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Book review - Marcel Proust's In Search of Lost Time Book review - Marcel Proust's In Search of Lost Time
by Joseph Gatt
2021-12-02 06:18:34
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This book is important because,

It's a first person narrative account of late 19th century Paris. Those were times, like in 2021, of social, political and technological revolution.

pru0001_400Proust discovers this thing called “coffee” that no one really knows how to drink without getting the jitters. Many people become sick for drinking too much of it.

Travel by car and airplanes is new and luxurious. People are not sure how to go about travelling by car or plane.

New social codes. Today we have this thing called Tinder. In the late 19th century, perhaps for the first time in history, men were expected to freely court and date women. And Proust, like many men, had no idea how to go about the art of seduction. First time in history men hang out with women freely.

New social norms. Should the elite hang out with the elite. Or should commoners be welcome to hang out with the elite. “New” ideas like socialism and communist come to the high-class dinner tables. And you have monarchists arguing with communists, republicans arguing with internationalists.

New fashion trends. Individuals, like today, all have their fashion quirks, which leads many to be judgmental about individuals and their fashion tastes.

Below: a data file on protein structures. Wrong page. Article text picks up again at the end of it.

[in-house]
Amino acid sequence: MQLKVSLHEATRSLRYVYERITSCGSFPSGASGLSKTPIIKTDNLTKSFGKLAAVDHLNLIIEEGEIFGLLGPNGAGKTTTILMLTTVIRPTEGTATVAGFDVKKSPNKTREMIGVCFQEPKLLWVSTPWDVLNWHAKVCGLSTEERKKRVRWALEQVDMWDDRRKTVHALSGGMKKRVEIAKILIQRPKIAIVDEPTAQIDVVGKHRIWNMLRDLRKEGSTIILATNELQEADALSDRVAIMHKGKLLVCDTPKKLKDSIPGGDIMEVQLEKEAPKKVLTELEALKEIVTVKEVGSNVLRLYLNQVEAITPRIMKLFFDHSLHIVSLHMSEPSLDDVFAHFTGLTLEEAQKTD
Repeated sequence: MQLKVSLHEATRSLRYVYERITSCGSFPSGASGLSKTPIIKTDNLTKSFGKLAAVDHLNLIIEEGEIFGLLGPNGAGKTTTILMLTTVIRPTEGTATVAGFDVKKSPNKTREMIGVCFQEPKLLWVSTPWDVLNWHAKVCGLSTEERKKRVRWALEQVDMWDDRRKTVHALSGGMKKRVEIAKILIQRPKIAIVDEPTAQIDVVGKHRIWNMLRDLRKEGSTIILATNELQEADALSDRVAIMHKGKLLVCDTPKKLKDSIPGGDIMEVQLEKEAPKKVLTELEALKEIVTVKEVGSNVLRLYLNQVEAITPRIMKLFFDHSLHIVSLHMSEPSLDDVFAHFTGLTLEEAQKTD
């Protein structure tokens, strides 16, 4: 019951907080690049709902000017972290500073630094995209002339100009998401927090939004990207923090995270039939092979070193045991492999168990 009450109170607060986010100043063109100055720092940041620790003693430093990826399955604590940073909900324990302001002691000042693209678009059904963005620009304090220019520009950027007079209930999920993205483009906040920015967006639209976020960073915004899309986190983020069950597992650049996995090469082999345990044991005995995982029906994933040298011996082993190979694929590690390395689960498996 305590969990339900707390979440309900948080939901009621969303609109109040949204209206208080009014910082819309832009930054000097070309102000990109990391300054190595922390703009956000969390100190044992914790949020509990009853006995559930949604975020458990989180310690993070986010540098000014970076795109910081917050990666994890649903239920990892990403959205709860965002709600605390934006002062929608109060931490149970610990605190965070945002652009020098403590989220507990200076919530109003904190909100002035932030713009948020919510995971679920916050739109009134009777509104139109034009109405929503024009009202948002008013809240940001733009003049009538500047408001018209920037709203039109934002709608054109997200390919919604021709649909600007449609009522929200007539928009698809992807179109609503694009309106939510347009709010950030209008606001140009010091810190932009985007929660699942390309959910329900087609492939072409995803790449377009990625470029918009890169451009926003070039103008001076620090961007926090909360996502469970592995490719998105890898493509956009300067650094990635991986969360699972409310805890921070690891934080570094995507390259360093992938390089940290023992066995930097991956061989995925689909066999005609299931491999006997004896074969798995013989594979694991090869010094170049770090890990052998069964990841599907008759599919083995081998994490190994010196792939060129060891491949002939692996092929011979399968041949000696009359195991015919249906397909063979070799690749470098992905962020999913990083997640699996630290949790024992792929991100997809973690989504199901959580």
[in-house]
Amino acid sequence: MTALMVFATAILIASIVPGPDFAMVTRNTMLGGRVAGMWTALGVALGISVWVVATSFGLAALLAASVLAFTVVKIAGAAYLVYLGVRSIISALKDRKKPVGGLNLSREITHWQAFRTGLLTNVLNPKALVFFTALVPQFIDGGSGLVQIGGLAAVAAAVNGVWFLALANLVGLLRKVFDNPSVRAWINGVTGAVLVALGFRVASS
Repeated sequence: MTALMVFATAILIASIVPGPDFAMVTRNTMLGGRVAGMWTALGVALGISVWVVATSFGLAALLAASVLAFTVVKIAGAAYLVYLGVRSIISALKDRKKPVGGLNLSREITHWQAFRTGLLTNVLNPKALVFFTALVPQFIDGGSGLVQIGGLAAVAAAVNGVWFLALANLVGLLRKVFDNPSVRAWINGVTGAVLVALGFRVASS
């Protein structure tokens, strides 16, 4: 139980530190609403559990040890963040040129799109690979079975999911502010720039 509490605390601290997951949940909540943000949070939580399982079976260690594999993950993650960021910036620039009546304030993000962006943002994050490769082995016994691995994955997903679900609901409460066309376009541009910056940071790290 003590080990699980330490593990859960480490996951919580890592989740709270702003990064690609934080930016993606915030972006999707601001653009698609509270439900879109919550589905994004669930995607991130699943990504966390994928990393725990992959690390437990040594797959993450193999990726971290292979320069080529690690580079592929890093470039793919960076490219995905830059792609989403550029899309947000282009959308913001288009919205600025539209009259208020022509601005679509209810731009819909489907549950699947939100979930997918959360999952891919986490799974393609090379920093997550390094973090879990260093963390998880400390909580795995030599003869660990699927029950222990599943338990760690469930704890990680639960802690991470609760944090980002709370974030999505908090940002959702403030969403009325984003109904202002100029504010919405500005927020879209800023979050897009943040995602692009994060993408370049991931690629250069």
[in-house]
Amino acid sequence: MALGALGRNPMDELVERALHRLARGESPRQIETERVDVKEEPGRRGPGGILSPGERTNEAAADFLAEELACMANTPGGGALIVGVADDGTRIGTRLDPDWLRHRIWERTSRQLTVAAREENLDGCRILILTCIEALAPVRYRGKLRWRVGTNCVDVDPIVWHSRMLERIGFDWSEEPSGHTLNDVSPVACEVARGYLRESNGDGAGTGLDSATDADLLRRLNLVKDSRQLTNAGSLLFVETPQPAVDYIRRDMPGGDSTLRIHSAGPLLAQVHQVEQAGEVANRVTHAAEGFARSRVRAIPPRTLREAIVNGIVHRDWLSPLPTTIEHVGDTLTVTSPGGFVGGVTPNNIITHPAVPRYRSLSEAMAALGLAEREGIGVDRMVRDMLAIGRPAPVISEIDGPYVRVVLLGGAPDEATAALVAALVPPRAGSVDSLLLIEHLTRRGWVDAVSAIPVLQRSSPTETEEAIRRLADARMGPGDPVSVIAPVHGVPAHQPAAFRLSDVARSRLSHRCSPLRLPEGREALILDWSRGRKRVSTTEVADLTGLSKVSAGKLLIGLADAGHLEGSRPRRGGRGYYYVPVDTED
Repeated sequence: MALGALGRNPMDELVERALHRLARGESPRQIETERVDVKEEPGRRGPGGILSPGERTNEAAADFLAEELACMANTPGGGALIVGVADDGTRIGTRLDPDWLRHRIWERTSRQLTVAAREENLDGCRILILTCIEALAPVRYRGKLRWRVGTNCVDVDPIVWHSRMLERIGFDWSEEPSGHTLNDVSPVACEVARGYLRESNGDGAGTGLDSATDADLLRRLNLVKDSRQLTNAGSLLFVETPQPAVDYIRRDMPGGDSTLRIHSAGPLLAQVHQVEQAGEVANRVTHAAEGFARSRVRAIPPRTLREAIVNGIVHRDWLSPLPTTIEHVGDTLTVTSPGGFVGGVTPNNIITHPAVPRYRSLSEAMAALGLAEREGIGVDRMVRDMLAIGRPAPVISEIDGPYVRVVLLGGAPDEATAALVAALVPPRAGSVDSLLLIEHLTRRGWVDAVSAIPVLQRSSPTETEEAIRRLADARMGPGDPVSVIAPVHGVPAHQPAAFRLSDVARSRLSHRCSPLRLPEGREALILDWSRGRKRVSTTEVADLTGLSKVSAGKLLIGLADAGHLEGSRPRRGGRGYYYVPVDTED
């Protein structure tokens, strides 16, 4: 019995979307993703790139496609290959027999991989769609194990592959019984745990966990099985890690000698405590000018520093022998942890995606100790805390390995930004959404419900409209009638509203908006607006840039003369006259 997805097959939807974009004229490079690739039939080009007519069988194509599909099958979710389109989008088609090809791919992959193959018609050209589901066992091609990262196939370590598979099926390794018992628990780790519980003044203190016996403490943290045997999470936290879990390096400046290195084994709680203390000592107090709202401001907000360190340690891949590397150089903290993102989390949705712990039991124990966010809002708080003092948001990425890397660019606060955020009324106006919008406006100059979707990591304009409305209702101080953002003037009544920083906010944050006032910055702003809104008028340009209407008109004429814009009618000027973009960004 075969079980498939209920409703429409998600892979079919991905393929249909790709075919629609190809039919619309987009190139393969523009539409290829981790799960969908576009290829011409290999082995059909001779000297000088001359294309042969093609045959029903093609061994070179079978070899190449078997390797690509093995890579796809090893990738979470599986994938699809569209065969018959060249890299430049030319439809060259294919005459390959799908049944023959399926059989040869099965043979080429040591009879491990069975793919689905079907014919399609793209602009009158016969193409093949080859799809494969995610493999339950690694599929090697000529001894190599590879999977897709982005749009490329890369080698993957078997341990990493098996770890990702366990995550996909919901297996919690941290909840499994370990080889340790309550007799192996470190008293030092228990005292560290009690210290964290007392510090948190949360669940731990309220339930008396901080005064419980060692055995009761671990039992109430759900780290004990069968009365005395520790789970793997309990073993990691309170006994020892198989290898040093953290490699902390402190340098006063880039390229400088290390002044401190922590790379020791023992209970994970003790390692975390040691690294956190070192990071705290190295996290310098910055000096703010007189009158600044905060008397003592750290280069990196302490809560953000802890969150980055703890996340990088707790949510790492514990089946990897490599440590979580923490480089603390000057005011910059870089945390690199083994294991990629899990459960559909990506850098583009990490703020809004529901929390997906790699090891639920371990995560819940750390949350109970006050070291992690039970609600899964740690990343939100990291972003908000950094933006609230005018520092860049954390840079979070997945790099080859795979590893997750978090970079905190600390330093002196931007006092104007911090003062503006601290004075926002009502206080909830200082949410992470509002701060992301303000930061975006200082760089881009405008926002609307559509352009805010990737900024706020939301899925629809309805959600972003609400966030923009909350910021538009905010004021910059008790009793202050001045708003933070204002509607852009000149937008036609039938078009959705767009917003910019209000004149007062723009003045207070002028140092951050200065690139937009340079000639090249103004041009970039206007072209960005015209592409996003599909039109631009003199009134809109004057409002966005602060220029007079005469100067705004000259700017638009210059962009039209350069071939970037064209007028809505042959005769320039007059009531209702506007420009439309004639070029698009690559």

New food. Food from the Orient and the Indies becomes widely available.

Photography is a novelty. And to avoid competing with photography, painters invent this thing called cubism and abstract art.

Bank telegraphic wire transfers (novelty)

Odd thing is: the high class does not seem to resist new trends and technologies. (So far I haven't seen any description of nostalgia for times where those technologies did not exist).

So In Search of Lost Time would be kind of like describing what goes on today with people not sure how to use a smartphone and how to go about fashion and arguing about organic food vs. processed food.

First celebrities. First mass newspapers. First illustrated magazines. Leisure life (golf and tennis, which were the big sports back then, soccer only came a couple of decades after that).

Adolescence + young adulthood of a  very rich Paris kid who doesn't need to study or work to survive. So he goes out and explores the city.  

Proust and homosexuality: no hint at that. (So far he seems to be into women, albeit a little sensitive)

Proust and Judaism: some say he had a Jewish father (or mother). He spent his youth going to Catholic Church. He lives in a Catholic (albeit somewhat secular) household. And he discusses Jews like he would describe any foreign people or at least different, quirky people). Jews seem to puzzle him.

The real madeleine de Proust: the madeleine de Proust, or Proust muffin, is that breakfast muffin Proust describes at the beginning of the book and is of no significance. I would say what serious literary critics refer to as the madeleine de Proust is when the narrator falls in love with a girl named Albertine. The muffin is to In Search of Lost Time what Adam and Eve are to the Bible or what the pound of lead and the pound of feathers is to Karl Marx's Das Kapital: one paragraph on page 3.